The third priority, to Educate the Whole<br />

Child, recognizes that an education<br />

does not just occur in the classroom, but<br />

includes opportunities for growth and<br />

experiences aimed at the whole human<br />

person. Said directly, the physical,<br />

emotional, spiritual, social, and aesthetic<br />

development of our students is just as<br />

important as an academic education. This<br />

aims at a second of Fr. Colin’s threefold<br />

duties, “to impart to [students] all solid<br />

virtues, so that they may grow up into<br />

honest and upright citizens.” Through<br />

the panoply of rich, comprehensive, and<br />

balanced programs, we graduate students<br />

of integrity, who are comfortable in their<br />

own skins, and who have cultivated a<br />

sense of purpose and meaning in life.<br />

To Form Global-Ready Servant Leaders,<br />

the School’s fourth priority, represents its<br />

commitment to the remaining duty that<br />

Fr. Colin outlines, “to form [students] into<br />

strong and faithful disciples of Christ.”<br />

As Catholic and as Marist educators, we<br />

are counter-cultural; we work against the<br />

strong and frequent voices of a permissive<br />

culture that is increasingly secularized<br />

and polarized. Because of that, it is more<br />

important than ever that graduates of<br />

Marist School be prepared to engage<br />

continues bottom of page 21<br />

20 Today’s <strong>Marists</strong> Magazine


A New Model of Vocation<br />

Accompaniment in the US Province<br />

by Ted Keating, SM<br />

Jack Ridout, in his parting comments<br />

about his work as vocation director in the<br />

US Province after eleven years (see page<br />

15), describes the cultural “noise” in the<br />

ears and heads of today’s young people<br />

attempting to make any serious decision<br />

about a meaningful “call” or choice of life<br />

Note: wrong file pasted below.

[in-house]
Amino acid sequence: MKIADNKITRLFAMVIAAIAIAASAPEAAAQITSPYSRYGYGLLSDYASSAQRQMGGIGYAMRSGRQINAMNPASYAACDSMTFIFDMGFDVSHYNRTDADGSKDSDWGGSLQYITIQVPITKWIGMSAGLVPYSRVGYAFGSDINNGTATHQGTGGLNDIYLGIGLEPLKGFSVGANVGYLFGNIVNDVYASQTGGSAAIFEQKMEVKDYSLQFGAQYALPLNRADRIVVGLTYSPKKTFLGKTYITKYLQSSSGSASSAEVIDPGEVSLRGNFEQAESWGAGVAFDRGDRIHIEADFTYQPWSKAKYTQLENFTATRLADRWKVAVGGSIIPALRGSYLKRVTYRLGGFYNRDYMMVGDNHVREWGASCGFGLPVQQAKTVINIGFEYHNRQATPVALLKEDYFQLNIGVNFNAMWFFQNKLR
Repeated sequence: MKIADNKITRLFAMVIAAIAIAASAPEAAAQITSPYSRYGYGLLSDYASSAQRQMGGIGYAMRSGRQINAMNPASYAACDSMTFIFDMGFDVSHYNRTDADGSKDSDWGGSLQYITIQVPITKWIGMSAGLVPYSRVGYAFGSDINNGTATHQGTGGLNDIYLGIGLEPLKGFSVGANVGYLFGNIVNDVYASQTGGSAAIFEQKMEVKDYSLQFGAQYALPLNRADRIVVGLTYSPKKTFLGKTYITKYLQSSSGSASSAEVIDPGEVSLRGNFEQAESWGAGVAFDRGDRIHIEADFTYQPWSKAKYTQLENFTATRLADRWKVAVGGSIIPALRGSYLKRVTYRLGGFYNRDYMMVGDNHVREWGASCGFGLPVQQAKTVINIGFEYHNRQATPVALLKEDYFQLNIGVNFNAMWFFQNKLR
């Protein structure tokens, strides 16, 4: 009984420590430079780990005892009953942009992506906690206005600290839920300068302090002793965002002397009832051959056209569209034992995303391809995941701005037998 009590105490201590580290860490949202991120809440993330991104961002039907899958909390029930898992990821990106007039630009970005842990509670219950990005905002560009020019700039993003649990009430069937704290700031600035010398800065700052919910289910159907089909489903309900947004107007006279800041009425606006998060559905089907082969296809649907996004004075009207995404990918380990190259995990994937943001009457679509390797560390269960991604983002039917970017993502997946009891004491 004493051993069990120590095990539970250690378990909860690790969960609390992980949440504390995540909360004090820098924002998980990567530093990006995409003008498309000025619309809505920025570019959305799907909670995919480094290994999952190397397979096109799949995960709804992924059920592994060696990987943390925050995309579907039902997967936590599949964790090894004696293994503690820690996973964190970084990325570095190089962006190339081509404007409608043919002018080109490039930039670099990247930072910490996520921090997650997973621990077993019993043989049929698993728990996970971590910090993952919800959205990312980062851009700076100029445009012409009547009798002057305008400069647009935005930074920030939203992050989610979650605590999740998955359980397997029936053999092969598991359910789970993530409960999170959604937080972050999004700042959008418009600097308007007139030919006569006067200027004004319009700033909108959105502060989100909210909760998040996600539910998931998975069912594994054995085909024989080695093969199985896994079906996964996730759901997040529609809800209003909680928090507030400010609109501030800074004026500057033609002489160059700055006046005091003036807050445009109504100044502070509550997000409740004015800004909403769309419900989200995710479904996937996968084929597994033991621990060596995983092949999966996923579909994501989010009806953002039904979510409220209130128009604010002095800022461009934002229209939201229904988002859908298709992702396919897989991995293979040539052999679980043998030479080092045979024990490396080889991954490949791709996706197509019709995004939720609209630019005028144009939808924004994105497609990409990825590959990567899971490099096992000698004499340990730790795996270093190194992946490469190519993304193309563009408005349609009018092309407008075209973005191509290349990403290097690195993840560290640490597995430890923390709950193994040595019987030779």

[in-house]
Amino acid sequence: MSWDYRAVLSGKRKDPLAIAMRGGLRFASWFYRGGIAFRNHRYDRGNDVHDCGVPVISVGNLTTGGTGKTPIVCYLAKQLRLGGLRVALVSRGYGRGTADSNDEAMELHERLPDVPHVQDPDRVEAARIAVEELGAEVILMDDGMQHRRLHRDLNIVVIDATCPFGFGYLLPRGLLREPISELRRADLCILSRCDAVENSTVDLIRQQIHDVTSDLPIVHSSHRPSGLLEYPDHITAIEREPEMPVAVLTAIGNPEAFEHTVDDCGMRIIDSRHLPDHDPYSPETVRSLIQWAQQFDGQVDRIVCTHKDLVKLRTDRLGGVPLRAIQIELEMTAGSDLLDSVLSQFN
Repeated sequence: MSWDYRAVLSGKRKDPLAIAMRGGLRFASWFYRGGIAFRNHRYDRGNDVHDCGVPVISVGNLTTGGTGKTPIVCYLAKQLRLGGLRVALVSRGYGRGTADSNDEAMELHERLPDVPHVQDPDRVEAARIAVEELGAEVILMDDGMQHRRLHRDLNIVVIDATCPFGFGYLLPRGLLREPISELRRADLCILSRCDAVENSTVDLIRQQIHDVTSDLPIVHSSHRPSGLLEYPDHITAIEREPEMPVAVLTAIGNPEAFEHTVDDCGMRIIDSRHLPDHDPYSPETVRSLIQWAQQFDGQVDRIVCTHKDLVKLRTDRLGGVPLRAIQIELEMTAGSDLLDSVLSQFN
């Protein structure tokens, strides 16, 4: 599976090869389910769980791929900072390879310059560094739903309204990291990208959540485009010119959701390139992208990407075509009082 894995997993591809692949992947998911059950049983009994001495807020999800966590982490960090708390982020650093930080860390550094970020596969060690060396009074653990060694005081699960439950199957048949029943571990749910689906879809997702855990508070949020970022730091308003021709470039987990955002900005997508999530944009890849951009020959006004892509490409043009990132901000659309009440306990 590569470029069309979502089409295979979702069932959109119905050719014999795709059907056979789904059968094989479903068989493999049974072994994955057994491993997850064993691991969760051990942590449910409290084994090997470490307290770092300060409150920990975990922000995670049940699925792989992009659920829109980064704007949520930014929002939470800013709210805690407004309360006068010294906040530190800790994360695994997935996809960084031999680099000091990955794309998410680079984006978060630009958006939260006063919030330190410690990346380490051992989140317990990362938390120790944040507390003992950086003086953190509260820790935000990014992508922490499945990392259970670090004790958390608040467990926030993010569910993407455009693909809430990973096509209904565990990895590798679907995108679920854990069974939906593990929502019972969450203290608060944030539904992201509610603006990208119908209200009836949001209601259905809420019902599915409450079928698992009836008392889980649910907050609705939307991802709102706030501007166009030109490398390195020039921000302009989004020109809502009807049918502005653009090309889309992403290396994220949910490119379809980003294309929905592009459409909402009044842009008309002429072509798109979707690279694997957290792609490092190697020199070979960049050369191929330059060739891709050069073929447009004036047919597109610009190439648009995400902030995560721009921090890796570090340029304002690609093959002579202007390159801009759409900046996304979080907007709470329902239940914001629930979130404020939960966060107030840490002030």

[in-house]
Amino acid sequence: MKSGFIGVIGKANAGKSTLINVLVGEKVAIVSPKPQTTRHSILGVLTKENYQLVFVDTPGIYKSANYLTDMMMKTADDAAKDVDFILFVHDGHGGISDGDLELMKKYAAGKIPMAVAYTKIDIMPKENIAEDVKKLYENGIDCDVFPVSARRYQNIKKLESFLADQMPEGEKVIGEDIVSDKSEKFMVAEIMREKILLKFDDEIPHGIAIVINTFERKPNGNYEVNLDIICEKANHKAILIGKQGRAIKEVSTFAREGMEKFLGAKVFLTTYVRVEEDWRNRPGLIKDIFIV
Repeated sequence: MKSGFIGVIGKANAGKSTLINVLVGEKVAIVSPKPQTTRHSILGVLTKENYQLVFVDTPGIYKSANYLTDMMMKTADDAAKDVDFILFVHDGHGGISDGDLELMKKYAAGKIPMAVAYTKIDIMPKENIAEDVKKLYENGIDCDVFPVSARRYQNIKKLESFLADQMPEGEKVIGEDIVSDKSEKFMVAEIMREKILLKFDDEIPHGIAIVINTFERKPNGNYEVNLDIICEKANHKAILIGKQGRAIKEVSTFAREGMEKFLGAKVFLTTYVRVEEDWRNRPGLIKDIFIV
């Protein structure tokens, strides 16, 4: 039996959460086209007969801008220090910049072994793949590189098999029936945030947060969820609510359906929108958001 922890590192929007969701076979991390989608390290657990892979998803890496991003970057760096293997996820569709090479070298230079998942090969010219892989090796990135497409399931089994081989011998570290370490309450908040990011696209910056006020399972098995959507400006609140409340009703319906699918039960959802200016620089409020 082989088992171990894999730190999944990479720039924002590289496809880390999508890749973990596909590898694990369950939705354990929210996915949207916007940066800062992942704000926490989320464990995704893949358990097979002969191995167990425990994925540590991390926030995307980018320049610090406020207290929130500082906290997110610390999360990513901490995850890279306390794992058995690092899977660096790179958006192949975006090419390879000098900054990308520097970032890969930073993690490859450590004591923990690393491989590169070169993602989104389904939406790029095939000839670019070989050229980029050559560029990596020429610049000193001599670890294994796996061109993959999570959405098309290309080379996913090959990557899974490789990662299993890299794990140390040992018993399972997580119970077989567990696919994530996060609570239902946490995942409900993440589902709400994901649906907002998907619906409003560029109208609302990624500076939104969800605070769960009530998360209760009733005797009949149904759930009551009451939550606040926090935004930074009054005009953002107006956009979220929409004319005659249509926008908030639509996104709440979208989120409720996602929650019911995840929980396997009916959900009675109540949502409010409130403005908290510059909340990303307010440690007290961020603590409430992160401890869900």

and career in our world. Listening to the<br />

quiet voice of God in the heart (Ignatius<br />

describes it as “weak as a light breath<br />

which scarcely agitates the air”) requires<br />

guidance, encouragement, and time off by<br />

oneself. Offering such guidance has been<br />

Ridout’s role during these years while also<br />

drawing in vowed <strong>Marists</strong>. A major part<br />

of his work was “stirring up” concern for<br />

vocation work among the members of the<br />

Province.<br />

A recent study of groups that acquire<br />

vocations regularly found that prospects<br />

visit communities who: 1) are devoted<br />

to prayer and sharing faith; 2) show<br />

a stunningly clear sense of identity<br />

and values to the Church; 3) show a<br />

“culture of vocations” through the active<br />

participation of all members of the group.<br />

The US Province has been working on<br />

these three goals for many years. The<br />

third element is the most difficult one -<br />

widespread participation in the vocation<br />

work of the province.<br />

Building upon Ridout’s work, we are<br />

moving toward a widespread involvement<br />

of <strong>Marists</strong> in each of the geographic<br />

regions of the Province. With our new<br />

approach, all inquiries about joining<br />

the Society of Mary will initially come<br />

to Marist College in Washington, DC.<br />

Ted Keating, SM and Randy Hoover,<br />

SM will clear the names for probable<br />

contacts/candidates. If a Contact,<br />

being of proper age, seems viable after<br />

one thorough interview, and if he is<br />